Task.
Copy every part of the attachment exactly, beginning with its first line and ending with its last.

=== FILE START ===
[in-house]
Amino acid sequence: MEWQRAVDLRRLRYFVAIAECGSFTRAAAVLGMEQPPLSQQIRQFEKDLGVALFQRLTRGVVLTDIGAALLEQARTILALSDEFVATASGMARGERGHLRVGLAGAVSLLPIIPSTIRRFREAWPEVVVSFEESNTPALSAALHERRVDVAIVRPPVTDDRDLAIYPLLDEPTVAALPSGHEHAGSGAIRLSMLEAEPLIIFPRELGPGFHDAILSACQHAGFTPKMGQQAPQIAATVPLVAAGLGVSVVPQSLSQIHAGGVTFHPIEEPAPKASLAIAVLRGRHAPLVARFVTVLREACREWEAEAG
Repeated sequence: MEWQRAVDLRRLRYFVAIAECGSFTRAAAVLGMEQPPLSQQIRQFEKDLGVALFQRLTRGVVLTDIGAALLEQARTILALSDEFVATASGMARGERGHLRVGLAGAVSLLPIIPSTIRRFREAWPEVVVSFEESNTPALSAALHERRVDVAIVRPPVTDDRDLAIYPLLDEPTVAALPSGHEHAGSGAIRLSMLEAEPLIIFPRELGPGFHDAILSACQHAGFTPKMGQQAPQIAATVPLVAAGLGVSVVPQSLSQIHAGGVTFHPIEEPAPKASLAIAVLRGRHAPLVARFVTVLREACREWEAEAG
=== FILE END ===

[in-house]
Amino acid sequence: MEWQRAVDLRRLRYFVAIAECGSFTRAAAVLGMEQPPLSQQIRQFEKDLGVALFQRLTRGVVLTDIGAALLEQARTILALSDEFVATASGMARGERGHLRVGLAGAVSLLPIIPSTIRRFREAWPEVVVSFEESNTPALSAALHERRVDVAIVRPPVTDDRDLAIYPLLDEPTVAALPSGHEHAGSGAIRLSMLEAEPLIIFPRELGPGFHDAILSACQHAGFTPKMGQQAPQIAATVPLVAAGLGVSVVPQSLSQIHAGGVTFHPIEEPAPKASLAIAVLRGRHAPLVARFVTVLREACREWEAEAG
Repeated sequence: MEWQRAVDLRRLRYFVAIAECGSFTRAAAVLGMEQPPLSQQIRQFEKDLGVALFQRLTRGVVLTDIGAALLEQARTILALSDEFVATASGMARGERGHLRVGLAGAVSLLPIIPSTIRRFREAWPEVVVSFEESNTPALSAALHERRVDVAIVRPPVTDDRDLAIYPLLDEPTVAALPSGHEHAGSGAIRLSMLEAEPLIIFPRELGPGFHDAILSACQHAGFTPKMGQQAPQIAATVPLVAAGLGVSVVPQSLSQIHAGGVTFHPIEEPAPKASLAIAVLRGRHAPLVARFVTVLREACREWEAEAG